Reminder: Batting Order Isn’t Terribly Important
In the comments of Friday’s post about Placido Polanco, some Crashburn readers discussed their ideal batting order for the 2012 season. It’s a common discussion you’ll see among fans of any team — and, hey, it’s January, what else is there to talk about? I’d like to use that as a jumping-off point to remind fans that batting order doesn’t make much of a difference in the grand scheme of things. That’s not to say it should be ignored, but its relative magnitude should be kept in perspective.
Using this lineup analysis page, I punched in the on-base percentage and slugging percentage projections for the Phillies, courtesy Dan Szymborski’s ZiPS. Below are the noteworthy batting orders and their expected runs per game output. The eight players used were Jimmy Rollins, Shane Victorino, Chase Utley, Hunter Pence, Carlos Ruiz, Placido Polanco, Ty Wigginton, John Mayberry, and “pitcher” (Phillies’ aggregate 2011 OBP/SLG for pitchers).
Most Optimal Lineups: 4.46 runs per game (723 runs in 162 games)
Most Likely Lineup: 4.21 runs per game (682 runs in 162 games)
Least Optimal Lineups: 3.95 runs per game (640 runs in 162 games)
(Even if you’re highly skeptical of ZiPS or the lineup analysis tool used, the results will more or less scale.)
The difference between the most optimal and the most likely lineups is 0.25 runs per game, or about 40 runs over a 162-game season. Of course, that is made less relevant by the Phillies’ reliance on pitching and defense in lieu of offense: it would be more important to scratch and claw for the extra one-fourth of a run every game if they didn’t have an ace taking the mound three out of every five turns (each of whom averaged fewer than 2.8 earned runs allowed per nine innings in 2011).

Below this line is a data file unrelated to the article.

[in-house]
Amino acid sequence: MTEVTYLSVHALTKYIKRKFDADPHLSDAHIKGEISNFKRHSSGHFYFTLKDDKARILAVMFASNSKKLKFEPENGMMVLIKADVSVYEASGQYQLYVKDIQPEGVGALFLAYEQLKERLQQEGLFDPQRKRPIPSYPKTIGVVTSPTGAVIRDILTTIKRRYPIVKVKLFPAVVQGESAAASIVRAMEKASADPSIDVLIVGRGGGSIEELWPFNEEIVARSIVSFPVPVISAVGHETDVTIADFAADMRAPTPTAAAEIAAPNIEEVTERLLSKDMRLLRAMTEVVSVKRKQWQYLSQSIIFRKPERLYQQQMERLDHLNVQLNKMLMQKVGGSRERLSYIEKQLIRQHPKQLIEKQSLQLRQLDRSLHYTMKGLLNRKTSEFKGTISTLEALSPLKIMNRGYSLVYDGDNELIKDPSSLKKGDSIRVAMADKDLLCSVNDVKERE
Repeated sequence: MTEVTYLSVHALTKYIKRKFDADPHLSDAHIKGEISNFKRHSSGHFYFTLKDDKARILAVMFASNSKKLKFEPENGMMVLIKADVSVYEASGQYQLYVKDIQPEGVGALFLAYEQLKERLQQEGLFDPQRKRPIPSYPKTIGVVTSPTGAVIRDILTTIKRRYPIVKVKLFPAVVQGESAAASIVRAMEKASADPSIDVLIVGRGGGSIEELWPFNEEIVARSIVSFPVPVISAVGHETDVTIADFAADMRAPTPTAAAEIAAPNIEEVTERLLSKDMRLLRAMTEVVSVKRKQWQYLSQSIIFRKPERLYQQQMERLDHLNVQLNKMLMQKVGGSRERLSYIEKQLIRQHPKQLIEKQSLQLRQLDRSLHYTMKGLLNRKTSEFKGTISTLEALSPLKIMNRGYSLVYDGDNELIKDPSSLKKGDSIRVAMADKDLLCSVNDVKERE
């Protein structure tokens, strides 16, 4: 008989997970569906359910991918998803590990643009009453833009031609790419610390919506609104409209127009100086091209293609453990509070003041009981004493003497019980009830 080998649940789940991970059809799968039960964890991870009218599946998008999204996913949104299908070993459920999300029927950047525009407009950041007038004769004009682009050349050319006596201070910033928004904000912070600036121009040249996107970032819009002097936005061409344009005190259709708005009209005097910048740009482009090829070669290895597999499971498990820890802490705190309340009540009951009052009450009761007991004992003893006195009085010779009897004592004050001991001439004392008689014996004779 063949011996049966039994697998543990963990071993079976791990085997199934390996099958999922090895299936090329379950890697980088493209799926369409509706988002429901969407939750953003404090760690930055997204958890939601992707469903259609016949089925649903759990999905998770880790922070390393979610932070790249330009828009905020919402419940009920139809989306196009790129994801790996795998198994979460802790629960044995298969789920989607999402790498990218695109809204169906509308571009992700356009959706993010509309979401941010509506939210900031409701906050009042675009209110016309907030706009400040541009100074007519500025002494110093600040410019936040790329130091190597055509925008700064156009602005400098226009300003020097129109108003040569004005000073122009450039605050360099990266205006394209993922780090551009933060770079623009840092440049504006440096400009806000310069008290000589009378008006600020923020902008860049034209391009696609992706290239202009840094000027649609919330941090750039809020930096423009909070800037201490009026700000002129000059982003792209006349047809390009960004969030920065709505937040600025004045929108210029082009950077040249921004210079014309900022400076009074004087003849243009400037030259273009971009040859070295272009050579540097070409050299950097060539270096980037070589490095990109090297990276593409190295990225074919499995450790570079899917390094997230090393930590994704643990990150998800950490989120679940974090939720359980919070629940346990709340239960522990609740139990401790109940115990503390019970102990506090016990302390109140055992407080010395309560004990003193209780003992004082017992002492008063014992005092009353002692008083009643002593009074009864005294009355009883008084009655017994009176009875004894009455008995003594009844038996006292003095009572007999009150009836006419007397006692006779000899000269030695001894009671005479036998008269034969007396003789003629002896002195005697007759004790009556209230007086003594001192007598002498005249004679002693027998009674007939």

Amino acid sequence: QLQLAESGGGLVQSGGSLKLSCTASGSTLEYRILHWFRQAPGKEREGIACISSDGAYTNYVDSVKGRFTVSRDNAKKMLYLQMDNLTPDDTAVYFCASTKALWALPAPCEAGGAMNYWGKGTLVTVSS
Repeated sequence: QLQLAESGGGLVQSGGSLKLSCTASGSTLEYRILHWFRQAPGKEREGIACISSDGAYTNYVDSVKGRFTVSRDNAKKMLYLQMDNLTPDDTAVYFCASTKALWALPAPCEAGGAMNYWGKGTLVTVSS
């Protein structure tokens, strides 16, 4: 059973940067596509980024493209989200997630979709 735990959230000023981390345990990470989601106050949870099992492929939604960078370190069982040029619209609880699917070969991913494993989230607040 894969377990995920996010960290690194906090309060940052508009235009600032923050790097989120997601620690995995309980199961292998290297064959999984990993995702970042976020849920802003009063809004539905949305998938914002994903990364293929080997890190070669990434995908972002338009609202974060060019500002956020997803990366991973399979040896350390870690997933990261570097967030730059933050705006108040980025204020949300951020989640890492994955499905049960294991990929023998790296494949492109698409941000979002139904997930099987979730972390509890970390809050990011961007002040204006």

Just for fun, I substituted the recovering Ryan Howard in for Wigginton. The most optimal lineup went up to 4.60 runs per game and the most likely lineup increased to 4.37 runs per game. The downgrade from Howard to Wigginton will cost the Phillies 11 runs over the course of a full season, or slightly more than one win. It’s not so much where you put your players in the batting order; it’s who you have in there in the first place.
Furthermore, the truly important lineup decisions will be made in the middle and late innings of games, when Charlie Manuel will be forced to pinch-hit, pinch-run, and make double-switches. For instance, deciding between Mayberry facing a tired right-handed starter and Jim Thome facing a fresh lefty reliever in the seventh inning of a 3-2 game will have more of an impact on winning or losing a game than whether Carlos Ruiz hits seventh or eighth in four at-bats over the course of that entire game. Batting order isn’t irrelevant, but the real focus should be on solid in-game decision-making.